Greg is a former building contractor, who has since become a local food system advocate. He has been a fixture in Vermont agriculture for over 30 years, receiving several statewide awards for his innovative work and has served in a leadership capacity with many agricultural organizations. He was one of the founders of Rutland Area Farm and Food Link (RAFFL), and was its inspirational leader and president for over nine years before becoming one of the founding members of the Vermont Farmers Food Center (VFFC), to focus on rebuilding the region’s agricultural infrastructure and developing a system of equitable access to local food. He owns Boardman Hill Farm which functions as a diversified farm and an educational facility, both training and incubating the next generation of farmers, where Greg and his family live in West Rutland. Greg received the Rutland Region Chamber of Commerce 2016 Business Person of the Year Award.


Ryan Yoder Vice President

Ryan grew up in Nepal, providing him a firsthand view of the emerging global ecological crisis, as well as strong opinions about sustainable living.  After obtaining a philosophy degree, Ryan spent over a decade in the field of experiential education, leading cultural immersion trips to India, wilderness therapy, and farm based education therapy.  Ryan now co-owns Yoder Farm with his Wife Rachel in Danby, VT.  They are committed to regenerative agricultural practices, deescalating the ecological and health crises, and expanding the calorie options available to local customers.  After several years on the VFFC board of directors Ryan is excited to see the organization maturing and stabilizing while it lays the foundation for Rutland's future food system.  He is honored to be a part of this endeavor.


Lisa Garson

Lisa has been a board member and secretary of VFFC since late 2018.  A part-time resident of Shrewsbury, Vermont, and New York City. Lisa and her husband Raymond have been active participants in the Rutland and Vermont Farmers Markets for many years. Lisa has spent most of her career in the fashion apparel business, where she has held senior management positions in Operations for large multi-national brands.  For VFFC, she has run the Harvest Fest auction for 2 years, and wrote and won a successful grant application for VFFC prior to joining the board.  She brings extensive organizational and project management skills to the board, where she is heavily engaged with the staff and other board members on a number of initiatives. Lisa has a BA in Economics from Amherst College, Amherst MA. She enjoys hiking, skiing, kayaking, cooking—and is obsessed with tending her garden

Chris Keyser

Chris was born in Chelsea, VT.  He graduated from Proctor JR SR High School and Tufts University.  Chris moved back to Proctor, VT in 1979 where he raised his family of two daughters and a son.  He purchased Proctor Coal Co at that time. Over the next 40 years Chris expanded the business to Keyser Energy with 35 employees operating in two states.  He has served as chair of the Rutland Region Chamber of Commerce, Rutland Economic Development Corporation, The Killington Music Festival, Rutland City Rotary, Vermont Fuel Dealers Association, New England Fuel Institute, Vermont Economic Progress Council, Rutland Mental Health Services, among others.  Other interests include golf, skiing, hunting and woodworking. He and his wife, Jane are now retired from structured jobs and living in Rutland.



Brianna Schneider

Brianna is passionate about supporting and growing our local economic stimulus, reducing our environmental impact, and the local food system throughout the Rutland region. The Vermont Farmers Food Center has allowed her to align these core values. Brianna has experience in abetting in the creation, implementation and launch of a cooperate podcast, co-branding marketing strategies for large organizations, and business development. Brianna currently works for a local non-profit in the Rutland area. She believes that while you make a living by what you get, you make a life by what you give.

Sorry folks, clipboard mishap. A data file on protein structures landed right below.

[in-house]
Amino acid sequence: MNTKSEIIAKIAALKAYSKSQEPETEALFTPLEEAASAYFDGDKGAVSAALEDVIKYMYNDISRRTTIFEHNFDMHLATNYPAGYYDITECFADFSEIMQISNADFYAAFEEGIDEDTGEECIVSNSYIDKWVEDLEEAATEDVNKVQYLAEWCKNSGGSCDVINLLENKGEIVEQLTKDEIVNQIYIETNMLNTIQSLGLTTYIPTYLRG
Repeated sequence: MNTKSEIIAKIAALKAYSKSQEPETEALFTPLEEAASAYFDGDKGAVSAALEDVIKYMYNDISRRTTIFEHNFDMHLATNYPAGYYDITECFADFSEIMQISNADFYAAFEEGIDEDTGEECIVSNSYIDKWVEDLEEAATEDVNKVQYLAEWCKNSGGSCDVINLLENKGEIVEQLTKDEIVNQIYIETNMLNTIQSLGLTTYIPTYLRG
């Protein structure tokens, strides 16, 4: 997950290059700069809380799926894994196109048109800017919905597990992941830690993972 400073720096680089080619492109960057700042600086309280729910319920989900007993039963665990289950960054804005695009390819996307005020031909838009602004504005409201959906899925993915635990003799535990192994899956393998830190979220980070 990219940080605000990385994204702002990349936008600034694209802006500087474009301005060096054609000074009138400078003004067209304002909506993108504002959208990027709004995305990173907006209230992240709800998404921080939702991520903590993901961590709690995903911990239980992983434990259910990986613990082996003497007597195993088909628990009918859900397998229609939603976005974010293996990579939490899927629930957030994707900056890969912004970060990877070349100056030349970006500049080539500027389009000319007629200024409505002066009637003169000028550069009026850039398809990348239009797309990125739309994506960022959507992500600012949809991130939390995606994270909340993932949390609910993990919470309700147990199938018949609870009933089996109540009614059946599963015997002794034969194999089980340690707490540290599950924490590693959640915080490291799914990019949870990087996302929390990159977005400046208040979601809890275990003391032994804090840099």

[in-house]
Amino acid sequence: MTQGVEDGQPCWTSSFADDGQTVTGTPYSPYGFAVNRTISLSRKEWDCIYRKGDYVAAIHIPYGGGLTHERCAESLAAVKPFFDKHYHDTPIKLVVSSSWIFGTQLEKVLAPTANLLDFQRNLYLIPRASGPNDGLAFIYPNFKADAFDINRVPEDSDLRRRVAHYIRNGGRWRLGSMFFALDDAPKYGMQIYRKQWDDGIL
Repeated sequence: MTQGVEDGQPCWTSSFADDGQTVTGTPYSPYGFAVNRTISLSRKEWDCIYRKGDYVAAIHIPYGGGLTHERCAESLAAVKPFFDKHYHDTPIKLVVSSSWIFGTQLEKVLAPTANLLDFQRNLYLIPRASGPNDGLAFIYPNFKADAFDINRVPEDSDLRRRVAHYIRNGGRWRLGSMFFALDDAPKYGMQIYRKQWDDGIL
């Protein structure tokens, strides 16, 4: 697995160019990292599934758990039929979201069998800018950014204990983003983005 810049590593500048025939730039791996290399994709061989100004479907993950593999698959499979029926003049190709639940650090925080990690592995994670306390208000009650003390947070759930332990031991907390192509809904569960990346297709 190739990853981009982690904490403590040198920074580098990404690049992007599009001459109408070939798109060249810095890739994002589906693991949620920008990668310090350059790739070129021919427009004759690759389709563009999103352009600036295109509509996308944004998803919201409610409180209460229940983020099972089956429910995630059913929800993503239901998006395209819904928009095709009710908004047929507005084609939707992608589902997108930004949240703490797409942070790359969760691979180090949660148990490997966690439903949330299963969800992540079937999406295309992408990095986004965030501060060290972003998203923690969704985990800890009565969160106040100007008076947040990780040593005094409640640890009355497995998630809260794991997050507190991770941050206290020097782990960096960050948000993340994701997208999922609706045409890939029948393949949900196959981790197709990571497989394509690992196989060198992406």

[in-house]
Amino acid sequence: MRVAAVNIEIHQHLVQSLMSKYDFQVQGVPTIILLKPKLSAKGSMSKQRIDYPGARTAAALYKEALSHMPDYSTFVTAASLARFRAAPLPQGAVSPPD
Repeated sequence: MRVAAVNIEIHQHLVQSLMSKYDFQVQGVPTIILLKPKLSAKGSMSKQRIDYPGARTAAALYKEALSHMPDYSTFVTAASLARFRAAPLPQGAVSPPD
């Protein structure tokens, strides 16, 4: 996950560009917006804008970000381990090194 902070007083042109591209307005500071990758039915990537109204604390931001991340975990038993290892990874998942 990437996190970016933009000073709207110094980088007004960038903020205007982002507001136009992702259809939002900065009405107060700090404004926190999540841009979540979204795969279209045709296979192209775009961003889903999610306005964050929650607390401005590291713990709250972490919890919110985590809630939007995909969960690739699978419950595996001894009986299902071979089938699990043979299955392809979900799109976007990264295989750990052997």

Brianna is a member of Rutland City Rotary Club, involved in youth-based volunteer activities in the community, and various other community-based volunteer groups. In her spare time, you can expect to find her finding any reason to be outside and active, and chasing every opportunity to learn and grow.


Philip Ackerman-Leist 

Philip Ackerman-Leist is the co-founder and Executive Director of Regen by Design (RxD), a new online education and community-building platform focused on regenerative communities, with food and agriculture at the center. For two decades, Philip was Professor of Sustainable Agriculture & Food Systems at Green Mountain College, where he established the college's 23-acre organic farm, designed and launched the undergraduate program in Sustainable Agriculture & Food Systems, and founded and directed the nation’s first online graduate program in food systems.

Prior to launching RxD, Philip served as Dean of Professional Studies from at Sterling College in Vermont for two years, where he established the college’s first online educational initiatives and professional certificates. Philip and his family raise grass-fed American Milking Devon cattle at UpTunket Farm in Pawlet, Vermont. Philip is also the author of A Precautionary Tale: How One Small Town Banned Pesticides, Preserved its Food Heritage, and Inspired a Movement; Rebuilding the Foodshed: How to Create Local, Sustainable, and Secure Food Systems; and Up Tunket Road: The Education of a Modern Homesteader.  He believes the Vermont Farmers Food Center represents the future of local food systems in the US.

Mary Ashcroft

Mary is a Vermont-licensed lawyer with experience as a solo practitioner in family, environmental and real estate law. She currently manages low bono and pro bono programs for the Vermont Bar Association, and co-facilitates the VBA/Vermont Law School New Lawyer Incubator Project. Mary lives on the Rutland Town farm which has been in her late husband Harold Billings’ family for over 200 years. As a farm wife and farm owner, Mary has been involved in farm and food sector issues for several decades. She has served on many state and local government and non-profit boards. She presently chairs the Rutland Town Select Board. Attorney Ashcroft brings legal, administrative, and fundraising expertise to the VFFC Board of Directors. When not volunteering as a guardian-ad-litem in court or singing in her church choir, Mary can be found searching for her elusive goats on her Creek Road farm.

Ludy Biddle

Ludy is the recently retired Executive Director of the non-profit NeighborWorks of Western Vermont which has a mission of transitioning people from rental arrangements to home ownership. Ludy led NeighborWorks for 20 years after spending most of her career working in the arts.